Winners in each of the past three seasons, Mahindra Racing have for some time now cemented their position as Formula E’s perennial overachievers.
Compared with the resource-rich German manufacturers, or the agile DS partnership, Mahindra’s resources are somewhat modest. Pound for pound though, they’ve been one of the most efficient outfits on the grid in recent years, so what’s gone wrong?
Prior to its curtailment, the 2019-20 season has, so far, proved to be a bit of a wake up call for Mahindra. A disappointing tally of just 17 points represents their worst ever start to a Formula E season.
Jerome d’Ambrosio, who led the championship at the midway point last season, has just three points to his name while the highly rated Pascal Werhelin left the team last month and won’t race again.
All doom and gloom then you might think? Not so in Dilbagh Gill’s opinion. The eccentric team boss has plenty of reasons to feel encouraged about the future, and in an exclusive interview with Inside Electric, he states his confidence that the team will return in much better shape when Formula E ends its hiatus in Berlin next month.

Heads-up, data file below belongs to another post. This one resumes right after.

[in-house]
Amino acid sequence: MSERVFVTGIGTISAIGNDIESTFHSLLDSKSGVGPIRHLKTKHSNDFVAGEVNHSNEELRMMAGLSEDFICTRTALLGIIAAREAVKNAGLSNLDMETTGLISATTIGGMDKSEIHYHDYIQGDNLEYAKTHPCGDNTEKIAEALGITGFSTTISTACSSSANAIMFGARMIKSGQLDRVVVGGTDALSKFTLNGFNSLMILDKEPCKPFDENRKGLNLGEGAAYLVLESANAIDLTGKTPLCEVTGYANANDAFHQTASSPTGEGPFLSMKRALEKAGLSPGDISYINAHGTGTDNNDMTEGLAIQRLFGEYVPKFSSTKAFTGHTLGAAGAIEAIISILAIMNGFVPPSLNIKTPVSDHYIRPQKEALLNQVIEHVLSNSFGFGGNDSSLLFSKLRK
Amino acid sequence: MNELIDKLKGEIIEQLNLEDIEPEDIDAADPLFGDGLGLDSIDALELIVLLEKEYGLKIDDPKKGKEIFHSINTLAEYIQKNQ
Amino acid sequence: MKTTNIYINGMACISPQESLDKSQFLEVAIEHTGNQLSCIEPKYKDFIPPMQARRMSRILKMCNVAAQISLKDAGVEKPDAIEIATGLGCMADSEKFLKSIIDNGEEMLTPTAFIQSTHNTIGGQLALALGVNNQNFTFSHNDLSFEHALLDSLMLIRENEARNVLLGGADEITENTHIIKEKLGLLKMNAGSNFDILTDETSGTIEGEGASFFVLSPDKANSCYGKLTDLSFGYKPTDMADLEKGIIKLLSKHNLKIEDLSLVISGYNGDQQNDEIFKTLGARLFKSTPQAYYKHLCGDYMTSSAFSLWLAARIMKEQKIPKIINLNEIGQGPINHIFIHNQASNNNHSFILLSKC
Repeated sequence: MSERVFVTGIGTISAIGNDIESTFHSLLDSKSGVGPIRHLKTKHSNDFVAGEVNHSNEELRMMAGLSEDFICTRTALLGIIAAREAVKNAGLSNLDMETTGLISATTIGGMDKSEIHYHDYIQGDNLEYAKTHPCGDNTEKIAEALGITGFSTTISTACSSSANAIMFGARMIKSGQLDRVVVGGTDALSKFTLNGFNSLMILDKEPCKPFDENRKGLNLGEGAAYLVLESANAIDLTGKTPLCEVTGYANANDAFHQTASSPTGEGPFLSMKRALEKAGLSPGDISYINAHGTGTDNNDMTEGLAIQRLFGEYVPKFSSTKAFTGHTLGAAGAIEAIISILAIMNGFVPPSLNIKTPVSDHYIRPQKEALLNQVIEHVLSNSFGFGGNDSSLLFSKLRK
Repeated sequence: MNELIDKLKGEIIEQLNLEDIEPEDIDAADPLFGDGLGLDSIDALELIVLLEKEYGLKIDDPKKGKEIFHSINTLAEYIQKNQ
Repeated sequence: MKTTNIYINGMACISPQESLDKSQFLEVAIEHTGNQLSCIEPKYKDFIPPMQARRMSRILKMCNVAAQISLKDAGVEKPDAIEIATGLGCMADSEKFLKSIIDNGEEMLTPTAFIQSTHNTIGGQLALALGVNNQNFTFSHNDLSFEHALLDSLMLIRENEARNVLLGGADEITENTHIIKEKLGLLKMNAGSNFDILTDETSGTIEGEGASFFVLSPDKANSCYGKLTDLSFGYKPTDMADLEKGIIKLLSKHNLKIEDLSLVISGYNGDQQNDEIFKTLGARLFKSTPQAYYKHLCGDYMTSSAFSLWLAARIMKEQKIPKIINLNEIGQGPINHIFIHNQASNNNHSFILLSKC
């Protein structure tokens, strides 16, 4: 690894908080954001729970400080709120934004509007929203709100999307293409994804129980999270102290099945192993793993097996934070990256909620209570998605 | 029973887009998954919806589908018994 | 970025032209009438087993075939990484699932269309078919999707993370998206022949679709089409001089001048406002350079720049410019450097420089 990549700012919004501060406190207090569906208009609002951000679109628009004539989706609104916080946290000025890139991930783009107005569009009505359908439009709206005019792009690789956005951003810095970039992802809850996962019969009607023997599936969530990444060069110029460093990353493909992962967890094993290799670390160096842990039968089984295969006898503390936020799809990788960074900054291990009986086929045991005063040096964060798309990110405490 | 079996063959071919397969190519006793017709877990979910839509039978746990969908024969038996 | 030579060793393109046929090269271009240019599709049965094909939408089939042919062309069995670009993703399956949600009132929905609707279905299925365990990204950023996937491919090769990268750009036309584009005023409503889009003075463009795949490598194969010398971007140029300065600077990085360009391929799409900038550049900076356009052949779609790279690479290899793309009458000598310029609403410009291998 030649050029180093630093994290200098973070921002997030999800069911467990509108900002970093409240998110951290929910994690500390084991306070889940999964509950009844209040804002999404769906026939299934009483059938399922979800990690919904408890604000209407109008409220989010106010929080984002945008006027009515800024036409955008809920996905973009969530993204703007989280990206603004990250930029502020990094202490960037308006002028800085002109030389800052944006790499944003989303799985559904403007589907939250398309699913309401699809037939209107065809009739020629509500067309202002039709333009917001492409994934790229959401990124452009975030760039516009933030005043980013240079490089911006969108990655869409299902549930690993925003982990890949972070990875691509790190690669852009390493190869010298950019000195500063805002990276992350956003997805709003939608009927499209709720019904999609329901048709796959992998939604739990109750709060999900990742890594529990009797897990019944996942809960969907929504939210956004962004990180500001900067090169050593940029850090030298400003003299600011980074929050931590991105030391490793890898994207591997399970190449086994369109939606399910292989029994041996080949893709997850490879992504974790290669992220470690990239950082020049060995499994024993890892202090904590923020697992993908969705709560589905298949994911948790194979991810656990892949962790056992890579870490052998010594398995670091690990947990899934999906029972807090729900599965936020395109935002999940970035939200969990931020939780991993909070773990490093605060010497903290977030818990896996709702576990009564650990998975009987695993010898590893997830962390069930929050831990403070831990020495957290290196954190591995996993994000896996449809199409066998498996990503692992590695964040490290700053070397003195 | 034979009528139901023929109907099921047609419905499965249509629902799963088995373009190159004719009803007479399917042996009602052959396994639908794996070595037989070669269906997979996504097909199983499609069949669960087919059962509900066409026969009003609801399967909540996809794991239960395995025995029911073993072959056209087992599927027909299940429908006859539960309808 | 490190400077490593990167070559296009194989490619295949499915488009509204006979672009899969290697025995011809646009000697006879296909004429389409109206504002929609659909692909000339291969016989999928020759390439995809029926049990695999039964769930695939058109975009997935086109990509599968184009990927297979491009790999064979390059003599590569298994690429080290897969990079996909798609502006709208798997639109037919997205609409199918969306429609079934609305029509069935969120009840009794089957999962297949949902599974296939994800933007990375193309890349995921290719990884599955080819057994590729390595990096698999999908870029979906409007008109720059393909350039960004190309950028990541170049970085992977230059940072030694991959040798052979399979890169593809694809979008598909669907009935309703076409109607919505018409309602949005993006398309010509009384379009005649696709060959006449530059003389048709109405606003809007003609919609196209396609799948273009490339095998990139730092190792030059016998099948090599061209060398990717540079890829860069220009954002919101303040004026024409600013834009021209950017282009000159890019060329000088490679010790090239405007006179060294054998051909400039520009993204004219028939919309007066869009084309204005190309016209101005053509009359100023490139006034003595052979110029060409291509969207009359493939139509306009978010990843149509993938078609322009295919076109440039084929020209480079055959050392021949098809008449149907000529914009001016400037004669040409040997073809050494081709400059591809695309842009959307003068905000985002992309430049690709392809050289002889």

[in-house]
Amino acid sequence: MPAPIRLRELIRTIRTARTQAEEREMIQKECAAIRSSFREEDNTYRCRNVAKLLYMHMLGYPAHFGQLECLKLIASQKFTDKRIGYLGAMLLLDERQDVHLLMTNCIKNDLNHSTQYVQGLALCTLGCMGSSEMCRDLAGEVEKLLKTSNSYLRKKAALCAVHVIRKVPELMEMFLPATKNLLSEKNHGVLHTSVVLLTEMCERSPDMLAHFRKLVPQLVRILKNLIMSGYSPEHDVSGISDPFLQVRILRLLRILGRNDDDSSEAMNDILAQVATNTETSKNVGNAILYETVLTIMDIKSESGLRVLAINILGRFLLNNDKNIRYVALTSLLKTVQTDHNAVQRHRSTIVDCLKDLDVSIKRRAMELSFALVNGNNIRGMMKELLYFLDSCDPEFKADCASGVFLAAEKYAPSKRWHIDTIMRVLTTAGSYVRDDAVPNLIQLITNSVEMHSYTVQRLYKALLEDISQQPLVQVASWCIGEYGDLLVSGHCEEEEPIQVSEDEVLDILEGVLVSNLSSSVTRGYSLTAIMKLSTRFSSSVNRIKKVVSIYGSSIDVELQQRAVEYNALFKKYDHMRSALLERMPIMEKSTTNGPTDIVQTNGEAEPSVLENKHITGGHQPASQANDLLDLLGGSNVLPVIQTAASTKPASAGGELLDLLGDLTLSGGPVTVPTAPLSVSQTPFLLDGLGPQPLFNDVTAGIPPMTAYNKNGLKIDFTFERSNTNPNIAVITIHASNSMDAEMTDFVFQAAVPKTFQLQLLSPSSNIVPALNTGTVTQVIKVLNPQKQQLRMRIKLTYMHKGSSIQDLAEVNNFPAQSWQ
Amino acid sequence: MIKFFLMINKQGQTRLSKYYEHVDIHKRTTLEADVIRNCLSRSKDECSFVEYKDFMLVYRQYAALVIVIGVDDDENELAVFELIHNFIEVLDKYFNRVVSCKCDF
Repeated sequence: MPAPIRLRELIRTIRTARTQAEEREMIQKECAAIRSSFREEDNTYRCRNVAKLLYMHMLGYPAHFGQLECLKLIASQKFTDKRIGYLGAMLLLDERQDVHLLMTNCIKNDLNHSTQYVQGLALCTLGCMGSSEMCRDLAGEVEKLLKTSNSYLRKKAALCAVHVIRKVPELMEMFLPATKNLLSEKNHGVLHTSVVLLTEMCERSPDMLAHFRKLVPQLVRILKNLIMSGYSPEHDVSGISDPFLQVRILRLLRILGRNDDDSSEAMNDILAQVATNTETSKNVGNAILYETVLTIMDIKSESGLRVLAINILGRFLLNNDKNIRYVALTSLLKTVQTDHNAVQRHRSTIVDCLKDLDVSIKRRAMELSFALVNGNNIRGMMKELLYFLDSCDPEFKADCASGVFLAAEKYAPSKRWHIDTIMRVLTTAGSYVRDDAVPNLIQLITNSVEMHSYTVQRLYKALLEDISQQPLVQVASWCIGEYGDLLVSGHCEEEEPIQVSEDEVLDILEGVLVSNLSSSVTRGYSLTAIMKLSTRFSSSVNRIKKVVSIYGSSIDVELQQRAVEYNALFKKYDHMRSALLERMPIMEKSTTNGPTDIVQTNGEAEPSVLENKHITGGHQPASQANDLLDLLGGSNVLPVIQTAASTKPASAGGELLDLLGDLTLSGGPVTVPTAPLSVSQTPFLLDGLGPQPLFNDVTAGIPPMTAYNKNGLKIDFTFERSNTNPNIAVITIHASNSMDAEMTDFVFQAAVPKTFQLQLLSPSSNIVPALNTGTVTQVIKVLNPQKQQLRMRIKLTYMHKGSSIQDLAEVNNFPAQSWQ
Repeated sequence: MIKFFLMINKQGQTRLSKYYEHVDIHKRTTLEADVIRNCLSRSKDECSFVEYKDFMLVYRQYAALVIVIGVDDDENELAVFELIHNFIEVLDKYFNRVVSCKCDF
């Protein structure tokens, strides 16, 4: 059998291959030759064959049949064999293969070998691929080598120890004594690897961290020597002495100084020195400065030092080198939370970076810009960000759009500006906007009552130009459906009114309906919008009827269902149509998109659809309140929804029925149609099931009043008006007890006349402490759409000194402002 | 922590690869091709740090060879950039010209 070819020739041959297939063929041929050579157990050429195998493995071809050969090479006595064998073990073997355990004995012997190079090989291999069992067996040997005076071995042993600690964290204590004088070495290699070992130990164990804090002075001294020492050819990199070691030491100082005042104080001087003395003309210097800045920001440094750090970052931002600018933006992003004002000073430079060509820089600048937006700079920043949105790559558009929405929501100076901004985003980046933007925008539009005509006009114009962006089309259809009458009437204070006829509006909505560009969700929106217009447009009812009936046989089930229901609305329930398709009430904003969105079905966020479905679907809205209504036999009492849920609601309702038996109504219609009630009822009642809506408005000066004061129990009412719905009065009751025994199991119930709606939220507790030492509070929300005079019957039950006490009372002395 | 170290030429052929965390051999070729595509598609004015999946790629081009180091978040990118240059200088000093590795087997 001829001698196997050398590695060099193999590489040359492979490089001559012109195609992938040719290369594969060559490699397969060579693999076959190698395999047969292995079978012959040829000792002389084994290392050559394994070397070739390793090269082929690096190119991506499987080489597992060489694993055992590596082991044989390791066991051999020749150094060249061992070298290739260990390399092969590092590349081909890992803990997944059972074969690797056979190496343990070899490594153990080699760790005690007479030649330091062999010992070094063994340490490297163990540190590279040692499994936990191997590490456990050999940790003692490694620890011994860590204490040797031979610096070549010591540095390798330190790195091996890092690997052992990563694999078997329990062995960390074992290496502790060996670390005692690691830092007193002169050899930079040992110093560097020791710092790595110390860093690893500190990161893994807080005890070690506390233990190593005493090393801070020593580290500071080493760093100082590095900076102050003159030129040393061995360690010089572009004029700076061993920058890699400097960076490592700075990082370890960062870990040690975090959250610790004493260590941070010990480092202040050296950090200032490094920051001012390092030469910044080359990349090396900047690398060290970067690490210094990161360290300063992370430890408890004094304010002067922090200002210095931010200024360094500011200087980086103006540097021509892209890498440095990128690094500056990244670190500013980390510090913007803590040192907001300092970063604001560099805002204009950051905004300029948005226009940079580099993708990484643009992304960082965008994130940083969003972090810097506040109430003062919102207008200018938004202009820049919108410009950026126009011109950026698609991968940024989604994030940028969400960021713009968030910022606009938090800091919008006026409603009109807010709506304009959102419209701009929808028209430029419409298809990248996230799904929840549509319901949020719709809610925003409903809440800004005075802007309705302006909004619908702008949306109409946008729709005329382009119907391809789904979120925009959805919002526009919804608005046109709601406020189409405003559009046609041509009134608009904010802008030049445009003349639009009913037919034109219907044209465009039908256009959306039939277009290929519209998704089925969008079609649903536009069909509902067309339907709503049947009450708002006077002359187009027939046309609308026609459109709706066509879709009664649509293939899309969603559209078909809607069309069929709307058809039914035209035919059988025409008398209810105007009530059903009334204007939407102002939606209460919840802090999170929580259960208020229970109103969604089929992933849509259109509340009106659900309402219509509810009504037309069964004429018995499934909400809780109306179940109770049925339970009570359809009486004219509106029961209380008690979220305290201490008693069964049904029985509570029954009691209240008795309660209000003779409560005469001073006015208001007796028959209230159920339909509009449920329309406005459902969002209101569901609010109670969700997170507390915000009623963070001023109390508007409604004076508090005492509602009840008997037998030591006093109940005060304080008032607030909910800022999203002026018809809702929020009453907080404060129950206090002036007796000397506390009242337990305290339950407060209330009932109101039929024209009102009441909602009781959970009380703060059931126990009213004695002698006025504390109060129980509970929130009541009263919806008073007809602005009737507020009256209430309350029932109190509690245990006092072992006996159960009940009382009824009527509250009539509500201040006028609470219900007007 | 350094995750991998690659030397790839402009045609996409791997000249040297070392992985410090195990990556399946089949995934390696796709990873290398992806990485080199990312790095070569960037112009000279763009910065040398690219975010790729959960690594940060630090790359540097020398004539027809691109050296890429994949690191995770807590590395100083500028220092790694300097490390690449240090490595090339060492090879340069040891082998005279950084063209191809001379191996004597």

“I’m not trying to in any way trivialise the situation with COVID, but if I look at it in terms of a pure break, it was really useful for us,” says Gill.
“Obviously, we’re not satisfied with where we are. It’s been a bit of a challenge because the car has been fast in qualifying [but] our race pace hasn’t been very good. I think we’ve been able to identify the problem during this COVID period so we’re pretty confident that when we get back to Berlin, we should be pretty strong.”
A well timed break then it would seem, but what realistically can this Mahindra team do to salvage their season when they’ve not turned a wheel in anger for the past four months?
“[The break] worked out quite well for us,” Gill explains. “We had people working on a few different solutions and people were able to chase down these ideas. So a lot of stuff that was on the backburner, came to the front.
“Some of them were great ideas, some of them we were able to eliminate and say ‘ok, this is not something that’s going to work’ but one way of improving is either finding what works or finding what doesn’t work then closing down those routes. We were able to close down some stuff and find some areas where we were able to improve, and at the same time, one of our problems was correlation in the simulator so that’s improved considerably.”